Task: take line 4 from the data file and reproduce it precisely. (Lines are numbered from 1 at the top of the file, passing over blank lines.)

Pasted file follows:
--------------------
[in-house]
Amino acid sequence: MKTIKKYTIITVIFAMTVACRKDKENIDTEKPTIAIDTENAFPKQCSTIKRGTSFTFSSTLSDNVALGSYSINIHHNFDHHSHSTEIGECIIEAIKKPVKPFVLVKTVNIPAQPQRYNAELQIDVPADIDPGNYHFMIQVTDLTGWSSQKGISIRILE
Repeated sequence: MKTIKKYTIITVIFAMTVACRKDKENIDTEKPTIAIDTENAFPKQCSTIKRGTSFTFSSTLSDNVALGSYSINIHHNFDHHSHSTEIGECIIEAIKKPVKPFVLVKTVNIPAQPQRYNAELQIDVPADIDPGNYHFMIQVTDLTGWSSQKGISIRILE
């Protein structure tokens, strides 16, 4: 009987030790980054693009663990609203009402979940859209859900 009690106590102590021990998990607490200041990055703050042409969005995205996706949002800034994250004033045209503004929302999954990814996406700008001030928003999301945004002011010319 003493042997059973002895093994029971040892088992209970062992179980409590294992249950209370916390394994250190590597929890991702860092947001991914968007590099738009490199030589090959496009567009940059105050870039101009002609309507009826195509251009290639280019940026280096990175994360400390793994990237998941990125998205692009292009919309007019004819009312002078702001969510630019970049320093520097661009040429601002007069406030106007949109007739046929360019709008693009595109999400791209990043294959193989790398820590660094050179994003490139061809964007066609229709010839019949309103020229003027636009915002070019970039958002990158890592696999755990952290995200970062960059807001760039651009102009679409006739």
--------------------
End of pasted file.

């Protein structure tokens, strides 16, 4: 009987030790980054693009663990609203009402979940859209859900 009690106590102590021990998990607490200041990055703050042409969005995205996706949002800034994250004033045209503004929302999954990814996406700008001030928003999301945004002011010319 003493042997059973002895093994029971040892088992209970062992179980409590294992249950209370916390394994250190590597929890991702860092947001991914968007590099738009490199030589090959496009567009940059105050870039101009002609309507009826195509251009290639280019940026280096990175994360400390793994990237998941990125998205692009292009919309007019004819009312002078702001969510630019970049320093520097661009040429601002007069406030106007949109007739046929360019709008693009595109999400791209990043294959193989790398820590660094050179994003490139061809964007066609229709010839019949309103020229003027636009915002070019970039958002990158890592696999755990952290995200970062960059807001760039651009102009679409006739």